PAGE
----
It is perhaps a bit early in the life of the new government. But it’s beginning to emerge that an increasing number of voters who parried the Labour-MMM alliance of last year to elect L’Alliance Lepep instead already feel quite disappointed by the new government’s performance.
It must be said that they did not vote Lepep because of some deep conviction in any ideology it or its three components stood for. They voted for it because, except for some party diehards, they could not identify themselves with the awful political agenda the Labour-MMM alliance was presenting to them. They did not want a bicephalous political leadership prone to instability and unpredictable tendencies once in power.
Many were simply keen to ensure that even if the Labour-MMM alliance secured power by virtue of classic political arithmetic, it did not secure the majority required to bring about Constitutional changes to suit their private conveniences. The wave of protest against the Labour-MMM project was so strong, especially towards the final days of the electoral campaign, that not only did voters not elect that alliance to power. They elected, unwittingly, Lepep to power and that too, with a two-thirds majority.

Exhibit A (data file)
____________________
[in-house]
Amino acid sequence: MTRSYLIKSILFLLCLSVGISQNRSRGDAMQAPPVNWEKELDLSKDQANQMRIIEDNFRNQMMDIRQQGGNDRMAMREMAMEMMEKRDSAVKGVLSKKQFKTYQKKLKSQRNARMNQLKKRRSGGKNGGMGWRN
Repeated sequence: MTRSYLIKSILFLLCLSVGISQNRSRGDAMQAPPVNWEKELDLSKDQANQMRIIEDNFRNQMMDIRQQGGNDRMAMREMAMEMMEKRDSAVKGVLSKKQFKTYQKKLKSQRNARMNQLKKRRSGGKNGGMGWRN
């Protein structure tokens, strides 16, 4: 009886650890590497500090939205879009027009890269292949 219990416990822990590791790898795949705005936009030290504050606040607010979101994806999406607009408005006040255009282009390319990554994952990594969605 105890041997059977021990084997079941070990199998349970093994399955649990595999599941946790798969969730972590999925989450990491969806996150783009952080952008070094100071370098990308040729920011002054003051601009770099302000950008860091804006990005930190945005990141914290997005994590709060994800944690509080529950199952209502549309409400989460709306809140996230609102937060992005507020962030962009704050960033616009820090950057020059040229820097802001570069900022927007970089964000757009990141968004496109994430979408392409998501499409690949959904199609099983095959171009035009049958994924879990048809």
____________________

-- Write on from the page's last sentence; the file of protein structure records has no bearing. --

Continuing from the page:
Be that as it may, Lepep won and the people had great hopes that it would put an end to all the questionable practices the previous government had been employing – which was part of its electoral promises. People wanted institutions to once again function independently and normally in the discharge of their duties. They also wanted capable persons, free of political colours, to assume the leadership of public institutions which, they felt, had failed to carry out their mission objectively.
Lepep had promised during the electoral campaign that it would clean up the Augean stables of the previous regime. People assumed that that meant the new government would relegate to the past all such malpractices which had made them feel so jittery about many highly questionable decisions that were being taken in the past, making the government machinery a non-performer regarding real issues needing to be tackled.